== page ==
Bono: You see, at the center of all religions is the idea of Karma. You know, what you put out comes back to you: an eye for an eye, a tooth for a tooth, or in physics; in physical laws every action is met by an equal or an opposite one. It’s clear to me that Karma is at the very heart of the universe. I’m absolutely sure of it. And yet, along comes this idea called Grace to upend all that “as you sow, so you will reap” stuff. Grace defies reason and logic. Love interrupts, if you like, the consequences of your actions, which in my case is very good news indeed, because I’ve done a lot of stupid stuff.

Assayas: I’d be interested to hear that.

Bono: That’s between me and God. But I’d be in big trouble if Karma was going to finally be my judge. I’d be in deep shit. It doesn’t excuse my mistakes, but I’m holding out for Grace. I’m holding out that Jesus took my sins onto the Cross, because I know who I am, and I hope I don’t have to depend on my own religiosity.
— The Poached Egg: Bono Interview: Grace Over Karma

She takes the blame
She covers the shame
Removes the stain
It could be her name

It's a name for a girl
It's also a thought that changed the world
And when she walks on the street
You can hear the strings
Grace finds goodness in everything

Grace, she's got the walk
Not on a ramp or on chalk
She's got the time to talk
She travels outside of karma
She travels outside of karma
When she goes to work
You can hear her strings
Grace finds beauty in everything

Grace, she carries a world on her hips
No champagne flute for her lips
No twirls or skips between her fingertips
She carries a pearl in perfect condition

What once was hurt
What once was friction
What left a mark
No longer stings
Because grace makes beauty
Out of ugly things

Sunday, May 22, 2011

C. S. Lewis and the World's Last Night

In light of the recent mistaken prediction of the world's end, I commend C. S. Lewis' essay, The World's Last Night. Here is an excerpt from the last paragraph of that essay:

"I do not find that pictures of physical catastrophe – that sign in the clouds, those heavens rolled up like a scroll – help one so much as the naked idea of Judgment. We cannot always be excited. We can, perhaps, train ourselves even now to ask more and more often how the thing we are saying or doing (or failing to do) at the each moment will look when the irresistible light streams in upon it; that light which is so different from the light of this world – and yet, even now, we know just enough to take it into account."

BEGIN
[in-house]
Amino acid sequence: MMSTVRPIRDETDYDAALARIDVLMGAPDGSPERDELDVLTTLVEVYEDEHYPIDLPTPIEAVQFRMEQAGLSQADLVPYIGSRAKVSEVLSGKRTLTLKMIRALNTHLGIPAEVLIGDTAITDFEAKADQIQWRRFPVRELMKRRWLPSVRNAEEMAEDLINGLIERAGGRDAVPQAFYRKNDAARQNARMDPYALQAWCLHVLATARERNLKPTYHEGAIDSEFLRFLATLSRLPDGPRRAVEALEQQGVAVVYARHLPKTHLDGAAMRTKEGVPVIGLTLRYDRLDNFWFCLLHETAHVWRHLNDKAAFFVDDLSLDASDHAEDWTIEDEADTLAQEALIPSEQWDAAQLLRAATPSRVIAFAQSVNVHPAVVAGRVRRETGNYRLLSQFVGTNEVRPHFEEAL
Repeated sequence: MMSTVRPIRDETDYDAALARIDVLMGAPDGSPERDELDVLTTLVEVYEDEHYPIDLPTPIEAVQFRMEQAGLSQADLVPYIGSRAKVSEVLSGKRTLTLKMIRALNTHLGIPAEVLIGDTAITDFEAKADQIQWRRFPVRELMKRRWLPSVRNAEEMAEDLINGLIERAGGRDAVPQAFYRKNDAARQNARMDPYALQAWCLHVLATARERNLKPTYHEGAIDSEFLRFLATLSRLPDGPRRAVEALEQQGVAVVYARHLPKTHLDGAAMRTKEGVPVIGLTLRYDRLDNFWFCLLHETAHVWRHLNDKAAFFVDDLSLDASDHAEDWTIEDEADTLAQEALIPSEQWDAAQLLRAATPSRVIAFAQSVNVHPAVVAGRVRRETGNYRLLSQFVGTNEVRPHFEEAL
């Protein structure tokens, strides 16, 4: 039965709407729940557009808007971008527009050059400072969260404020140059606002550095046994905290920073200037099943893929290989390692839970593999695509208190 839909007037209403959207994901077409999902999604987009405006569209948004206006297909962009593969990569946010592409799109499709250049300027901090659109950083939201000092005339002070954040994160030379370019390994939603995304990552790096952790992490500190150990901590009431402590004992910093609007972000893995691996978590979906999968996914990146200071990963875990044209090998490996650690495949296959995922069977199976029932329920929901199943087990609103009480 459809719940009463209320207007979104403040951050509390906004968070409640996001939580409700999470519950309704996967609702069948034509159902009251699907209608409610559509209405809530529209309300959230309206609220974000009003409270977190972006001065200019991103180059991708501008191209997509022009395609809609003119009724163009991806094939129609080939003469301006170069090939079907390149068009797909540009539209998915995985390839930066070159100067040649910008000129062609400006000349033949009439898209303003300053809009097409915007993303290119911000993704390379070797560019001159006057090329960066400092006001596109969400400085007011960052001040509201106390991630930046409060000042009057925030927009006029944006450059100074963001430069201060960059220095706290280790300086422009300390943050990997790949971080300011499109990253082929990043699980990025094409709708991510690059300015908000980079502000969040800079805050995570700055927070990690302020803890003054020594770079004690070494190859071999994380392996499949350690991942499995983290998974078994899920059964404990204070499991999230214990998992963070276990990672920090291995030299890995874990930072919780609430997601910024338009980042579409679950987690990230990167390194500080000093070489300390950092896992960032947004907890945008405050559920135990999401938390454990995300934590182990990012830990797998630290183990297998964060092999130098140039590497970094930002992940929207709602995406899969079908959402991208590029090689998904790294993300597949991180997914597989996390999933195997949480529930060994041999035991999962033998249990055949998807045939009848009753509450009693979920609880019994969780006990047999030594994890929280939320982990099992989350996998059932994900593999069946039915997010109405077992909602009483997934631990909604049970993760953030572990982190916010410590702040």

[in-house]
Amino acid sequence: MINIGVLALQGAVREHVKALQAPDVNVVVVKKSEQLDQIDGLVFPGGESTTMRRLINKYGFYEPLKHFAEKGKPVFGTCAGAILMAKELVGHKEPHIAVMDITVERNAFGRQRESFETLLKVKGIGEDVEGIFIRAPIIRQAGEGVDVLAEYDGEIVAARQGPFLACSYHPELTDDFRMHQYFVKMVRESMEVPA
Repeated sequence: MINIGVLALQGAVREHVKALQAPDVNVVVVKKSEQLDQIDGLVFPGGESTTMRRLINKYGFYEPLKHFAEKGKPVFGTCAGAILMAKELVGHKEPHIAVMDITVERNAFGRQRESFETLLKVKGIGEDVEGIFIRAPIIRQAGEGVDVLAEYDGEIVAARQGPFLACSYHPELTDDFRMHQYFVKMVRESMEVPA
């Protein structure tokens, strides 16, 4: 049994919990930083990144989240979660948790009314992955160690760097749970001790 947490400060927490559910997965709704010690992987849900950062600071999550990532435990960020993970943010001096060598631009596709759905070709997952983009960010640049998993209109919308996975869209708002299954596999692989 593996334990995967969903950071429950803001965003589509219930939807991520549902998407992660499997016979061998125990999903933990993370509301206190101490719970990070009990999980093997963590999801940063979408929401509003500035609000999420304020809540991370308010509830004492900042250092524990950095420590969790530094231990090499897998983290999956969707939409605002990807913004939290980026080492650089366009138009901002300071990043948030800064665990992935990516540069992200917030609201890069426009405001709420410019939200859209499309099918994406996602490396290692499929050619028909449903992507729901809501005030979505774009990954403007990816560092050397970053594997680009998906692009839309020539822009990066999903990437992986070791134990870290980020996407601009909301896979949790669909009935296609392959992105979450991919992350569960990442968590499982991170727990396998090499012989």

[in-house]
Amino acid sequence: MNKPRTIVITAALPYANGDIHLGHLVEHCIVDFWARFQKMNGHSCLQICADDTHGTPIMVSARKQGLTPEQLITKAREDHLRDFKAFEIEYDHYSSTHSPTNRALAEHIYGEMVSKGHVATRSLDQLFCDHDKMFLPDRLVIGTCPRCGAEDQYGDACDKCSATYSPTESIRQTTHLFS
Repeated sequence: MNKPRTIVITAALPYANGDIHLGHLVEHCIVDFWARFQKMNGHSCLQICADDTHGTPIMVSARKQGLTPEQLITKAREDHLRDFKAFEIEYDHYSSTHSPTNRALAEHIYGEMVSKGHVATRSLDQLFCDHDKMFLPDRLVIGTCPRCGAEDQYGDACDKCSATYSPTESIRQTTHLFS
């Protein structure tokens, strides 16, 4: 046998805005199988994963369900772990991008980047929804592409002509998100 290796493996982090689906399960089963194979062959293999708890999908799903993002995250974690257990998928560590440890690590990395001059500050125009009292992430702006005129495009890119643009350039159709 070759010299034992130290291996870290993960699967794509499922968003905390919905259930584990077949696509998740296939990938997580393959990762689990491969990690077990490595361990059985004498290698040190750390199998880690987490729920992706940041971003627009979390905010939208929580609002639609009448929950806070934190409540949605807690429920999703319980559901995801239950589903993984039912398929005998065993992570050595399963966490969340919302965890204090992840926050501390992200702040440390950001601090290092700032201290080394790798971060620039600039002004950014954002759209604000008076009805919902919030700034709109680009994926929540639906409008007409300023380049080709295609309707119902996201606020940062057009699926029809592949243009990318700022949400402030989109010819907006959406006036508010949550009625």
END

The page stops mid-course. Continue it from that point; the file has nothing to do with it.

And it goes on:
Tuesday, May 17, 2011

Beyond Velcro and Teflon, there is a Shepherd

When we are confronted with the mystery that is God we tend to make one of two common mistakes. Both are ways we try to avoid coming to grips with the mystery and to avoid the mystery coming to grips with us.

The first mistake is to presume mastery over the mystery. It is to believe that we have God somehow captured, somehow defined, such that when we say “God” we think we know exactly what we are talking about. We presume that every name and definition we throw at God sticks. It is as if God is made of Velcro. It is the way of various fundamentalisms. And it is rooted in fear. It is an attempt protect ourselves from the ambiguity of mystery by building walls of certainty.

But, there is no such certainty. God is not made of Velcro. Not every name, every image, every definition, no matter how good, that we throw at God sticks. And God is always more than and, in a profound way, other than, all our images and definitions and names for God.

If all images and definitions of God fall short, perhaps it is better to say that all the names for God are off the mark and no one really knows. Perhaps if we take the mystery seriously we should acknowledge that we do not know all that much about God. Perhaps we should accept that all names, images, and words for God are more or less right and more or less wrong. This has in fact become a popular approach. Some people stop using the word “God” because even that is too definite. It has become fashionable in some circles to refer to the “Sacred” or the “Holy.” One popular writer suggests that what we call “God” is the “something more” about reality. In this understanding all of the particular names and ways of understanding the divine are more or less equal human attempts to address the mystery. We throw names, words, and definitions at the mystery, but none of them sticks. It is as if God is made of Teflon.